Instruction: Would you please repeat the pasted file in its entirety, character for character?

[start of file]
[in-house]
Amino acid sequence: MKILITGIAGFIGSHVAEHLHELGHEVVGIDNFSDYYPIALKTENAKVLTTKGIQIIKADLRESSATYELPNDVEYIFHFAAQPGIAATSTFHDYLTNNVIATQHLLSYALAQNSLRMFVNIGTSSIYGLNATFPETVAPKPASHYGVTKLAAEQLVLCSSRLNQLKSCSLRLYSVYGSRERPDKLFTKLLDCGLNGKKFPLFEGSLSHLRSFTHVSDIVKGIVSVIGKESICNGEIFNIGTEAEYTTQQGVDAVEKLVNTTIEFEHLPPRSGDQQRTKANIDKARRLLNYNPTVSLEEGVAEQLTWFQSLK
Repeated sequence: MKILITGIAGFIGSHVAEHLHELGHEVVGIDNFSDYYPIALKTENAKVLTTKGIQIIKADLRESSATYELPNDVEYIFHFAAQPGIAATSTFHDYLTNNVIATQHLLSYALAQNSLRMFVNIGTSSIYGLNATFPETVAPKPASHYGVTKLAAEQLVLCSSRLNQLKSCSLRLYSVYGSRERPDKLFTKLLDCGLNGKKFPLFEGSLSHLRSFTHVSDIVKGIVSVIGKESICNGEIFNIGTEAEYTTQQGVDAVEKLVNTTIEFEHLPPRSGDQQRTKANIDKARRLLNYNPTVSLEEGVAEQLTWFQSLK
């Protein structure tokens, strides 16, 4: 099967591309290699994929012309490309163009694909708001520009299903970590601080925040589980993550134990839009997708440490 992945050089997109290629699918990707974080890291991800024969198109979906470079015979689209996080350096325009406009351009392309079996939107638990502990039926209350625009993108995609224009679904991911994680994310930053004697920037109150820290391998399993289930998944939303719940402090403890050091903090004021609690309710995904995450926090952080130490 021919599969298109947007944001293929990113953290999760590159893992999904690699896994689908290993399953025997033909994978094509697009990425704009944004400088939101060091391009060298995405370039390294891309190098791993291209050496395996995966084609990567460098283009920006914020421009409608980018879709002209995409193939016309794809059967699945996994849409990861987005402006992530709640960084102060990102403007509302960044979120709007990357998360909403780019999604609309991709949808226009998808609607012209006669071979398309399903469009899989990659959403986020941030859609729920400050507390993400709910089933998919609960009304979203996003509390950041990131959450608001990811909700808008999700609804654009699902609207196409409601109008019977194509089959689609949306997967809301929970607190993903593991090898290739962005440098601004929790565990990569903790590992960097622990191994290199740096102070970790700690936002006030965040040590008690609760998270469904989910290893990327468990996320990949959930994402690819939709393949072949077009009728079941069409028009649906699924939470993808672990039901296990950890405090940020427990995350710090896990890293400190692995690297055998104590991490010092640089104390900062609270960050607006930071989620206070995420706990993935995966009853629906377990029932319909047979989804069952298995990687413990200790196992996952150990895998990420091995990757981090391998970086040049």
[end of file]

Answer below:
[in-house]
Amino acid sequence: MKILITGIAGFIGSHVAEHLHELGHEVVGIDNFSDYYPIALKTENAKVLTTKGIQIIKADLRESSATYELPNDVEYIFHFAAQPGIAATSTFHDYLTNNVIATQHLLSYALAQNSLRMFVNIGTSSIYGLNATFPETVAPKPASHYGVTKLAAEQLVLCSSRLNQLKSCSLRLYSVYGSRERPDKLFTKLLDCGLNGKKFPLFEGSLSHLRSFTHVSDIVKGIVSVIGKESICNGEIFNIGTEAEYTTQQGVDAVEKLVNTTIEFEHLPPRSGDQQRTKANIDKARRLLNYNPTVSLEEGVAEQLTWFQSLK
Repeated sequence: MKILITGIAGFIGSHVAEHLHELGHEVVGIDNFSDYYPIALKTENAKVLTTKGIQIIKADLRESSATYELPNDVEYIFHFAAQPGIAATSTFHDYLTNNVIATQHLLSYALAQNSLRMFVNIGTSSIYGLNATFPETVAPKPASHYGVTKLAAEQLVLCSSRLNQLKSCSLRLYSVYGSRERPDKLFTKLLDCGLNGKKFPLFEGSLSHLRSFTHVSDIVKGIVSVIGKESICNGEIFNIGTEAEYTTQQGVDAVEKLVNTTIEFEHLPPRSGDQQRTKANIDKARRLLNYNPTVSLEEGVAEQLTWFQSLK
């Protein structure tokens, strides 16, 4: 099967591309290699994929012309490309163009694909708001520009299903970590601080925040589980993550134990839009997708440490 992945050089997109290629699918990707974080890291991800024969198109979906470079015979689209996080350096325009406009351009392309079996939107638990502990039926209350625009993108995609224009679904991911994680994310930053004697920037109150820290391998399993289930998944939303719940402090403890050091903090004021609690309710995904995450926090952080130490 021919599969298109947007944001293929990113953290999760590159893992999904690699896994689908290993399953025997033909994978094509697009990425704009944004400088939101060091391009060298995405370039390294891309190098791993291209050496395996995966084609990567460098283009920006914020421009409608980018879709002209995409193939016309794809059967699945996994849409990861987005402006992530709640960084102060990102403007509302960044979120709007990357998360909403780019999604609309991709949808226009998808609607012209006669071979398309399903469009899989990659959403986020941030859609729920400050507390993400709910089933998919609960009304979203996003509390950041990131959450608001990811909700808008999700609804654009699902609207196409409601109008019977194509089959689609949306997967809301929970607190993903593991090898290739962005440098601004929790565990990569903790590992960097622990191994290199740096102070970790700690936002006030965040040590008690609760998270469904989910290893990327468990996320990949959930994402690819939709393949072949077009009728079941069409028009649906699924939470993808672990039901296990950890405090940020427990995350710090896990890293400190692995690297055998104590991490010092640089104390900062609270960050607006930071989620206070995420706990993935995966009853629906377990029932319909047979989804069952298995990687413990200790196992996952150990895998990420091995990757981090391998970086040049």